Adam Mickiewicz (1798-1855), Poland’s national poet, to this very day remains the greatest name in Polish literature. He was viewed by his contemporaries as a great Romantic poet, inspired bard, and, finally, a prophet. He had a tremendous following in Russia, made a great impression on Goethe, and was widely admired in France, where among others, the American writer Margaret Fuller was mesmerized by him. Czeslaw Milosz, who won the Nobel Prize in literature in 1980, considered Mickiewicz the single most important influence in his literary development.
Walenty Wankowicz (14.II.1800 [or 1799]-12.V.1842 ), a bit younger than Mickiewicz, was an art student at Wilno University, where he could observe Mickiewicz’s growing popularity, and while still in Wilno he made several portraits of the young poet using different media. Following these first encounters, the fates of these two continued to intermingle. Their meeting in St. Petersburg, where Mickiewicz resided as a deportee by the Tsarist government and Wankowicz was a medal-winning art student, resulted in the most famous portrait of Mickiewicz which was to become the canonical image of the poet. Later in his life, Wankowicz joined Mickiewicz in Paris, France, where he executed some more portraits before his death in Mickiewicz’s home in 1842.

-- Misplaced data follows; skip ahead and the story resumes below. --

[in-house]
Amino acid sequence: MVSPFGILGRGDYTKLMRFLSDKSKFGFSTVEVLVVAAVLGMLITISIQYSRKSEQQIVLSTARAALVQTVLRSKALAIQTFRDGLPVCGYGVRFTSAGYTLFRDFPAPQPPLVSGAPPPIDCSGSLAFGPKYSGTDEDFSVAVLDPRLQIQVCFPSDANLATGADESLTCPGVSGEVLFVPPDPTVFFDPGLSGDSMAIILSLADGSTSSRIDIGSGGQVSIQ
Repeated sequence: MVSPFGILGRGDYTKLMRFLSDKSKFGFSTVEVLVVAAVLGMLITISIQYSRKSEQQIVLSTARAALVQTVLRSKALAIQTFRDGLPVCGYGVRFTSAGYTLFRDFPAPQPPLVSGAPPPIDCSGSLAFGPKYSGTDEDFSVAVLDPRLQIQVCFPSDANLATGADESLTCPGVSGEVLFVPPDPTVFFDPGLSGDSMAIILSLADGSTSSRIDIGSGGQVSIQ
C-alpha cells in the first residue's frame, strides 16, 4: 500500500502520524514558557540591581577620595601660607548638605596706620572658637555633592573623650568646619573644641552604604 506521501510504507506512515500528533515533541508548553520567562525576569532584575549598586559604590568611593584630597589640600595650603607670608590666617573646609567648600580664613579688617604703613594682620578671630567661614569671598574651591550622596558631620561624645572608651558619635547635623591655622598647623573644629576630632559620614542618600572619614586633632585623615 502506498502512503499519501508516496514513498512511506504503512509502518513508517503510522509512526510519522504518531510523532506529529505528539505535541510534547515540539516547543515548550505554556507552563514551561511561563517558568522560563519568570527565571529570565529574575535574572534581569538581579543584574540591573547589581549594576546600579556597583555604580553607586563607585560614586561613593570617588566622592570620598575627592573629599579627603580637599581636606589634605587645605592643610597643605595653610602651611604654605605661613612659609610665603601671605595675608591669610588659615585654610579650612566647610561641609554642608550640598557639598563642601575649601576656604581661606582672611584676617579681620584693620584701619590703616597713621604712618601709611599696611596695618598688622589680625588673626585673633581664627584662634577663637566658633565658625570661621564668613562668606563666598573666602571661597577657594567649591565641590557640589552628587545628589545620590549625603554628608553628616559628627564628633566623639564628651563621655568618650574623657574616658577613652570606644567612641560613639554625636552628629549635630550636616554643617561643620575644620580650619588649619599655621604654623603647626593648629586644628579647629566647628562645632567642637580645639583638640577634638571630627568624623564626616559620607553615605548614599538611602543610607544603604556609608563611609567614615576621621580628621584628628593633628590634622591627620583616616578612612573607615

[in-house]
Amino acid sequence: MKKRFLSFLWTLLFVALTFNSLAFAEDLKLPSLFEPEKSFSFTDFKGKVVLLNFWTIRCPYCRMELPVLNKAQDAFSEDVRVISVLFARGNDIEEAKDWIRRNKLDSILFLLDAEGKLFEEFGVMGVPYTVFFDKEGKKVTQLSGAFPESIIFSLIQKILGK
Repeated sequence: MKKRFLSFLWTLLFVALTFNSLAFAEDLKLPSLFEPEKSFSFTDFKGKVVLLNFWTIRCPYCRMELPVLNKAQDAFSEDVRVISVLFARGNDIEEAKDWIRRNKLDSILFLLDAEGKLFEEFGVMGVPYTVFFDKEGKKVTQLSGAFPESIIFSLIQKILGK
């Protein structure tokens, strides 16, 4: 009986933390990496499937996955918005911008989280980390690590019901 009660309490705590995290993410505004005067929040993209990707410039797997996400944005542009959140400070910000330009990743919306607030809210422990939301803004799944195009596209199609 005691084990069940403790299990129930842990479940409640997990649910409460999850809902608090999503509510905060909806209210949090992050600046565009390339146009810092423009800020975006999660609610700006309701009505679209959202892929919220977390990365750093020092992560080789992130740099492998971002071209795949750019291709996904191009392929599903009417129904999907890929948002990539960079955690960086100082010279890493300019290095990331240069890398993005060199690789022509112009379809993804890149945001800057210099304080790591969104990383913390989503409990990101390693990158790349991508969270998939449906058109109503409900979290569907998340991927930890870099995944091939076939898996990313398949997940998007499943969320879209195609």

The portrait of the poet constitutes a separate genre, about which there is a growing literature. In my presentation I will examine how this unique relationship resulted in creating a lasting image of the poet. I will examine to what extent self-imaging and the politics of the genre affected each portrait.
I will discuss the circumstances under which these portraits were executed, their reception, and their quite dramatic fate. This presentation will draw on my recent findings in the Paris Museum of Adam Mickiewicz, the Polish National Museum in Warsaw and the Adam Mickiewicz Museum in Warsaw.